Diffusion in realistic biophysical systems can lead to aliasing effects in diffusion spectrum imaging

Authors


  • The copyright line for this article was changed on 4 July 2016 after original online publication.

Abstract

Purpose

Diffusion spectrum imaging (DSI) is an imaging technique that has been successfully applied to resolve white matter crossings in the human brain. However, its accuracy in complex microstructure environments has not been well characterized.

Theory and Methods

Here we have simulated different tissue configurations, sampling schemes, and processing steps to evaluate DSI performances' under realistic biophysical conditions. A novel approach to compute the orientation distribution function (ODF) has also been developed to include biophysical constraints, namely integration ranges compatible with axial fiber diffusivities.

Results

Performed simulations identified several DSI configurations that consistently show aliasing artifacts caused by fast diffusion components for both isotropic diffusion and fiber configurations. The proposed method for ODF computation showed some improvement in reducing such artifacts and improving the ability to resolve crossings, while keeping the quantitative nature of the ODF.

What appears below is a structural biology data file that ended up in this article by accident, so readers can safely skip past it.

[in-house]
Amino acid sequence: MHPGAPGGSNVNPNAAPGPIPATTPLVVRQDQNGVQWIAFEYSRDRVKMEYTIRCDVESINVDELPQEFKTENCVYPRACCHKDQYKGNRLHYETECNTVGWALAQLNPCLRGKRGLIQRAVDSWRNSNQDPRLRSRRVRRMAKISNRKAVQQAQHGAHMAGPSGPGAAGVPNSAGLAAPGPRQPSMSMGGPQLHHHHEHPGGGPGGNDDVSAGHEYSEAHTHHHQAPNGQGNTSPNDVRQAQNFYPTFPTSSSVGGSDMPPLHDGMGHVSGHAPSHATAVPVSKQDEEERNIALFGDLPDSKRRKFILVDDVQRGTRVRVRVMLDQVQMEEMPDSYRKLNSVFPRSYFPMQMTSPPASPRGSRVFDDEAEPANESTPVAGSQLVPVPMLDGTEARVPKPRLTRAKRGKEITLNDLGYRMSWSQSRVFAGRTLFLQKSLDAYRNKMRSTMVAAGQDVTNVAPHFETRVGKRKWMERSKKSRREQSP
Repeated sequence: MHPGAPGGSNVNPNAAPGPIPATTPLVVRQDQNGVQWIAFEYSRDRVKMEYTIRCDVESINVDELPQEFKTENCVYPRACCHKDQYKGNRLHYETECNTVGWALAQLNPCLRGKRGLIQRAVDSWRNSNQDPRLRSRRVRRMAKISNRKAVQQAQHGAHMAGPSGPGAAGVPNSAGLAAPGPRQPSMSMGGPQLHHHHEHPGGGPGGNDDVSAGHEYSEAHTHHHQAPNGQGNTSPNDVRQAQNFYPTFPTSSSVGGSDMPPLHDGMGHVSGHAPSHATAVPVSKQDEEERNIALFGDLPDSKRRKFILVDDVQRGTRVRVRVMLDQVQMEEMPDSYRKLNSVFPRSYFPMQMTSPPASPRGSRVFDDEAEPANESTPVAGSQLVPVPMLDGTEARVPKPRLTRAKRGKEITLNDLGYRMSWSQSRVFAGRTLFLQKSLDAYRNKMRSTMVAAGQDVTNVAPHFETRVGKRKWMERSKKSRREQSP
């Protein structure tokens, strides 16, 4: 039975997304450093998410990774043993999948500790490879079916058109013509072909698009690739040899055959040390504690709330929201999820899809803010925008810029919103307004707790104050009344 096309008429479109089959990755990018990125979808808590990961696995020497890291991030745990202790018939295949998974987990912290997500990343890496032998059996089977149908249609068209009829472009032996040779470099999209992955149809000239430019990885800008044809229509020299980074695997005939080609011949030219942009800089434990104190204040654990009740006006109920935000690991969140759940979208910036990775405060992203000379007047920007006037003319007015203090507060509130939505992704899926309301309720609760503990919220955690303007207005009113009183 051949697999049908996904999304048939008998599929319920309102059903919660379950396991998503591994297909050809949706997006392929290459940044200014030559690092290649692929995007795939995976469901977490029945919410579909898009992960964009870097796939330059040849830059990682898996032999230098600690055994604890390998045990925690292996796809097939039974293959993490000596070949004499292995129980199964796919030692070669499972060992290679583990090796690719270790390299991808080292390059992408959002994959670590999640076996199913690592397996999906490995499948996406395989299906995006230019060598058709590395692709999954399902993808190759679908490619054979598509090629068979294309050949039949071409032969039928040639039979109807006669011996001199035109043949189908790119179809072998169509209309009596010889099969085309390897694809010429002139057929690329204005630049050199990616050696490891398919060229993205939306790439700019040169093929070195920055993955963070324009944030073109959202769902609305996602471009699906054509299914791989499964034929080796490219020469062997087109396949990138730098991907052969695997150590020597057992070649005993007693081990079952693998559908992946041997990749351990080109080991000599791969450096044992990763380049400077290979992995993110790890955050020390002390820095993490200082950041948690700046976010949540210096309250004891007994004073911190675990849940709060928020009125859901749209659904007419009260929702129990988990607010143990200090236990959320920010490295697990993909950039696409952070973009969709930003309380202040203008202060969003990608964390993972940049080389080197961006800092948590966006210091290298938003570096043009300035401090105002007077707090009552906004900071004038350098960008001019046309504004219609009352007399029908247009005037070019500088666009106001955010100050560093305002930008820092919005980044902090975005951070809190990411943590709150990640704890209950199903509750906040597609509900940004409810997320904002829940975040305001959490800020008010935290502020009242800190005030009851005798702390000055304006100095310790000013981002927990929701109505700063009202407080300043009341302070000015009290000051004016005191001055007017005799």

Conclusion

In this study, we identified an important limitation of current DSI implementations, specifically the presence of aliasing due to fast diffusion components like those from pathological tissues, which are not well characterized, and can lead to artifactual fiber reconstructions. To minimize this issue, a new way of computing the ODF was introduced, which removes most of these artifacts and offers improved angular resolution. Magn Reson Med 76:1837–1847, 2016. © 2015 The Authors Magnetic Resonance in Medicine published by Wiley Periodicals, Inc. on behalf of International Society for Magnetic Resonance in Medicine. This is an open access article under the terms of the Creative Commons Attribution License, which permits use, distribution and reproduction in any medium, provided the original work is properly cited.

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